Tarot Runes I Ching Stichomancy Contact
Store Numerology Coin Flip Yes or No Webmasters
Personal Celebrity Biorhythms Bibliomancy Settings

Today's Stichomancy for Chow Yun Fat

The first excerpt represents the past or something you must release, and is drawn from Beast in the Jungle by Henry James:

what should he think?--mystical irresistible light, this would make the matter not better, but worse, inasmuch as her original adoption of his own curiosity had quite become the basis of her life. She had been living to see what would BE to be seen, and it would quite lacerate her to have to give up before the accomplishment of the vision. These reflexions, as I say, quickened his generosity; yet, make them as he might, he saw himself, with the lapse of the period, more and more disconcerted. It lapsed for him with a strange steady sweep, and the oddest oddity was that it gave him, independently of the threat of much inconvenience, almost the only positive surprise his career, if career it could be called, had yet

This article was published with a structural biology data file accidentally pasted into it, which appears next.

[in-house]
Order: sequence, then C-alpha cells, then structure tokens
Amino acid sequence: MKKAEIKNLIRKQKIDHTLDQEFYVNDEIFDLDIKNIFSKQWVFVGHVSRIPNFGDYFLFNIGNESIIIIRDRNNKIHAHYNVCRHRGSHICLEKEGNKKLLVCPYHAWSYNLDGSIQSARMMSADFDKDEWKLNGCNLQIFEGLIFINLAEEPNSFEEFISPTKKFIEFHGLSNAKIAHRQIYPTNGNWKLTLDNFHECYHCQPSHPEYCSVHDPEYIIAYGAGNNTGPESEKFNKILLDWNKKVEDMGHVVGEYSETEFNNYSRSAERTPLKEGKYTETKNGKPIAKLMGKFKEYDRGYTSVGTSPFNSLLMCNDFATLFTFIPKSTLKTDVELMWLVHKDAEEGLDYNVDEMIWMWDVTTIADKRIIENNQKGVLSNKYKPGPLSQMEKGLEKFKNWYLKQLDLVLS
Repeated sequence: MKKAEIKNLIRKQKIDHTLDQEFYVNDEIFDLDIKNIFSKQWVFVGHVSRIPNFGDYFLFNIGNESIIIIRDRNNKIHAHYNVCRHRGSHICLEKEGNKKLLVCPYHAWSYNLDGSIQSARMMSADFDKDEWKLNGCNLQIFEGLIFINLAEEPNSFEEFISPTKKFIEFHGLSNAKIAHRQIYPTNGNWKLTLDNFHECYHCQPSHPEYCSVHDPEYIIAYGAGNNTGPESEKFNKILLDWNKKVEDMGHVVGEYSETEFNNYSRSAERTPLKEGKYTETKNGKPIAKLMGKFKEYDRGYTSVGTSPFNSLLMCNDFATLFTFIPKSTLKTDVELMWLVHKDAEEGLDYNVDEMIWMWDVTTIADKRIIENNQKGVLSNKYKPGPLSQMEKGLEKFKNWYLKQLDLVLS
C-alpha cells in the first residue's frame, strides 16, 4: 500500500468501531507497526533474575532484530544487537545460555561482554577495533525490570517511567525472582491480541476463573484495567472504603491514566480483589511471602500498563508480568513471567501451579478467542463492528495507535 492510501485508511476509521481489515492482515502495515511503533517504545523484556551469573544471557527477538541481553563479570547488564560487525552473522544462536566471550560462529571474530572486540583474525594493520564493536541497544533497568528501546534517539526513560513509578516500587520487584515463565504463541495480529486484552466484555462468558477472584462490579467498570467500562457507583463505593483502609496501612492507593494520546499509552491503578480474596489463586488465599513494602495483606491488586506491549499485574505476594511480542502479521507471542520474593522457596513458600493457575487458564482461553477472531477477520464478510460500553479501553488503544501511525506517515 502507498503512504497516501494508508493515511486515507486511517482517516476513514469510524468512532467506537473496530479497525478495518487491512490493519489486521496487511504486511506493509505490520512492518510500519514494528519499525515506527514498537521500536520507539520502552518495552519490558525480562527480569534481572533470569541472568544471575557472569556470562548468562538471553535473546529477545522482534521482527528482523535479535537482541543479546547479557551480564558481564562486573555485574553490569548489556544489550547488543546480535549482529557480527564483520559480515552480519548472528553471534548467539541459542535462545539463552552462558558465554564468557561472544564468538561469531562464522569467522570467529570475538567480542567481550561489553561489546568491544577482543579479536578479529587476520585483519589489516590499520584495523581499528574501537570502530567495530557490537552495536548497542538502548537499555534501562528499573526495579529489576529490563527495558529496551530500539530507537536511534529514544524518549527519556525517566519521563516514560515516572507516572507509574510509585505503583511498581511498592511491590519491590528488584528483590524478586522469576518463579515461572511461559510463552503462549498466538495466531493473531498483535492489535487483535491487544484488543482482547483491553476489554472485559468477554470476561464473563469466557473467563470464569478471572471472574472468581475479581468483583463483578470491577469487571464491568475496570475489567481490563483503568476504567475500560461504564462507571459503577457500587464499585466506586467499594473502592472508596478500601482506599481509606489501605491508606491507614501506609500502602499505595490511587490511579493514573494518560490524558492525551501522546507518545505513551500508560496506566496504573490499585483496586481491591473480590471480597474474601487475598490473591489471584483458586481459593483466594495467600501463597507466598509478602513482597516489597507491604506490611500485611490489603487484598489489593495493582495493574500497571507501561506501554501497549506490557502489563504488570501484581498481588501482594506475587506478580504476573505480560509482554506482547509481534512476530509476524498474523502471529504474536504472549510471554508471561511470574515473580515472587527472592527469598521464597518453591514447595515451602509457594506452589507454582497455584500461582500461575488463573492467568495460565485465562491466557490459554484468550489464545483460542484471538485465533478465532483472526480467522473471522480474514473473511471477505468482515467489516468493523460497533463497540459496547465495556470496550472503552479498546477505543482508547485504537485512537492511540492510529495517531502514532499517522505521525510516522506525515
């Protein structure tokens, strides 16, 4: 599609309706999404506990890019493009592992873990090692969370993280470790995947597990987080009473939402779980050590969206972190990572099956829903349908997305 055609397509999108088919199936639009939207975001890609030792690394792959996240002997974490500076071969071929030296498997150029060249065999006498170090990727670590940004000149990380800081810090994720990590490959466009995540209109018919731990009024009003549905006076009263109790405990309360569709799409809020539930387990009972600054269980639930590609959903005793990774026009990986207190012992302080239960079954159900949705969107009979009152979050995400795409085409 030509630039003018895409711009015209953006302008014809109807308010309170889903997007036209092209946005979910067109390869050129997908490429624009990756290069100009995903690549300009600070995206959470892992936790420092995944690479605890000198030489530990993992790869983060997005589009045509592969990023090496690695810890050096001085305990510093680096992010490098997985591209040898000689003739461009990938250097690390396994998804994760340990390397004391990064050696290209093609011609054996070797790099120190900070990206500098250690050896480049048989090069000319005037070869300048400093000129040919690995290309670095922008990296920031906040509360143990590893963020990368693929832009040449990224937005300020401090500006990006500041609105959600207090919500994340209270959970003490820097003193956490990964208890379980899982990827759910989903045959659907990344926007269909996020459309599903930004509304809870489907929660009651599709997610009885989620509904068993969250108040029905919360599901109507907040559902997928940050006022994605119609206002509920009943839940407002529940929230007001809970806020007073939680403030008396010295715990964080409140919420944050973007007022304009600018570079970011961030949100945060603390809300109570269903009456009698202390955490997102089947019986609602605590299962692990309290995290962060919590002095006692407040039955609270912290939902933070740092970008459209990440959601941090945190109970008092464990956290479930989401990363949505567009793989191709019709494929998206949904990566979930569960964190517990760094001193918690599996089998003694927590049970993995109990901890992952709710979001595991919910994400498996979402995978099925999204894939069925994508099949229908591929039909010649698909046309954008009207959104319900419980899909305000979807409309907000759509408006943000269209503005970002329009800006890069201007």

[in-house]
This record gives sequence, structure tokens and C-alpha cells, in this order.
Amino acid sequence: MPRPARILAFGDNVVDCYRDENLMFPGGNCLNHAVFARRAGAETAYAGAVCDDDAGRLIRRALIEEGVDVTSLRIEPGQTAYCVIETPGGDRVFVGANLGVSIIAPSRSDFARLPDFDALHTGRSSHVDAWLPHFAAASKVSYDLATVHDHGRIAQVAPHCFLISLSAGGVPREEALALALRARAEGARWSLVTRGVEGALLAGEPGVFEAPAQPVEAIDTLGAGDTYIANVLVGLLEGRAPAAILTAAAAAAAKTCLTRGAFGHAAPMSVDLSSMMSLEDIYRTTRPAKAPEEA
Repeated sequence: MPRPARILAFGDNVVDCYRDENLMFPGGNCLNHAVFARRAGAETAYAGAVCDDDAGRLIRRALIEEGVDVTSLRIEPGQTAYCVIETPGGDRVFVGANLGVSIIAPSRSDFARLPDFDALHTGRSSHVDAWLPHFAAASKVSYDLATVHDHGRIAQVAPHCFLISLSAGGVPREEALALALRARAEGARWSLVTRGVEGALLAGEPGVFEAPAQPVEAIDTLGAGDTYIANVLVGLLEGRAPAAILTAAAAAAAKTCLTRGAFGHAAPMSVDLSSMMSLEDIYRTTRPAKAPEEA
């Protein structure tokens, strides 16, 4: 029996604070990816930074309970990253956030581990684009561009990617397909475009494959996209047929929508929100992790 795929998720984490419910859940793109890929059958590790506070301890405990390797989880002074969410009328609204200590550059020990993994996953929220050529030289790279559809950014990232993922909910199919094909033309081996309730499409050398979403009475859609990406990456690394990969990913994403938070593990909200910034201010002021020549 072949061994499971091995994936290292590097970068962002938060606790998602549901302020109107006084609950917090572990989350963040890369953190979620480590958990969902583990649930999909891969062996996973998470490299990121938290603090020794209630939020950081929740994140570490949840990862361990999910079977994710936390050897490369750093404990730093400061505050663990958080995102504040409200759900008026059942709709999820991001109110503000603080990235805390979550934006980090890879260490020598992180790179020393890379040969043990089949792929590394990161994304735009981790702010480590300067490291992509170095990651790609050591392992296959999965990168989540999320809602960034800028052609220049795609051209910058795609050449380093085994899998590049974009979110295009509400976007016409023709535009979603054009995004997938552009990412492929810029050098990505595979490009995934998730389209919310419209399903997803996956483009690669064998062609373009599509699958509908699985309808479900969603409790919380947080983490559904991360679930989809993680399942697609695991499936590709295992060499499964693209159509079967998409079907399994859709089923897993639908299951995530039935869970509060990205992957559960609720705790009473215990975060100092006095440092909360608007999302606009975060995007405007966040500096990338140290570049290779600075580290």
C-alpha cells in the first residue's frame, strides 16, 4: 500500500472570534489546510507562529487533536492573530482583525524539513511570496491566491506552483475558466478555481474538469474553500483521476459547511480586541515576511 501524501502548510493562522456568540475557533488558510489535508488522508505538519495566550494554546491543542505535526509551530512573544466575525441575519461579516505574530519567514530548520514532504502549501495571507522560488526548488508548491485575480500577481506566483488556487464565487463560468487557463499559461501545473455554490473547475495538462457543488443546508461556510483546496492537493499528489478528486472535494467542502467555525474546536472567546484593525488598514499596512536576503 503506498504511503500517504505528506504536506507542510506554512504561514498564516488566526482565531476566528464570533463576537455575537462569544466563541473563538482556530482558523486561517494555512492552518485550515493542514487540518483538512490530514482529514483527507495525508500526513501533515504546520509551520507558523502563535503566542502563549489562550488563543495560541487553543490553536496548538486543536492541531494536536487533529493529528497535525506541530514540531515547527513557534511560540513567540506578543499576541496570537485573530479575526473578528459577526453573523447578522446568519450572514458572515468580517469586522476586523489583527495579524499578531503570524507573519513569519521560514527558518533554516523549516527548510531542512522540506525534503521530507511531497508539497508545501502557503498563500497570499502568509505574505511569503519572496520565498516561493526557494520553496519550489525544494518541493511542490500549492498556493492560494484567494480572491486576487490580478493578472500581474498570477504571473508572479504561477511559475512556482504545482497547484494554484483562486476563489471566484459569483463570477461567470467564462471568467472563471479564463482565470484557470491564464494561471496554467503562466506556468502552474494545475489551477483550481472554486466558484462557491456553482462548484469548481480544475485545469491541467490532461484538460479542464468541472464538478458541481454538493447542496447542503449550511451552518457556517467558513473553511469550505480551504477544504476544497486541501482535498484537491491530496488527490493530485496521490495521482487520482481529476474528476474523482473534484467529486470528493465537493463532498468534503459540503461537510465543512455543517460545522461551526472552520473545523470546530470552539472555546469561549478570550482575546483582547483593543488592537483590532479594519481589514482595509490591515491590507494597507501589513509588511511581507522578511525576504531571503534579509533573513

The second excerpt represents the present or the deciding factor of the moment, and is drawn from Laches by Plato:

have been willing to stand and fight, and to have fled; but when the ranks of the Persians were broken, they turned upon them like cavalry, and won the battle of Plataea.

LACHES: That is true.

SOCRATES: That was my meaning when I said that I was to blame in having put my question badly, and that this was the reason of your answering badly. For I meant to ask you not only about the courage of heavy-armed soldiers, but about the courage of cavalry and every other style of soldier; and not only who are courageous in war, but who are courageous in perils by sea, and who in disease, or in poverty, or again in politics, are courageous; and not only who are courageous against pain or fear, but

The third excerpt represents the future or something you must embrace, and is drawn from Modeste Mignon by Honore de Balzac:

listened to these conversations among the merchants, he foresaw the means of fortune, and without loss of time he set about making himself the owner of landed property, a banker, and a shipping-merchant. He bought land and houses in the town, and despatched a vessel to New York freighted with silks purchased in Lyons at reduced prices. He sent Dumay on the ship as his agent; and when the latter returned, after making a double profit by the sale of the silks and the purchase of cottons at a low valuation, he found the colonel installed with his family in the handsomest house in the rue Royale, and studying the principles of banking with the prodigious activity and intelligence of a native of Provence.

Modeste Mignon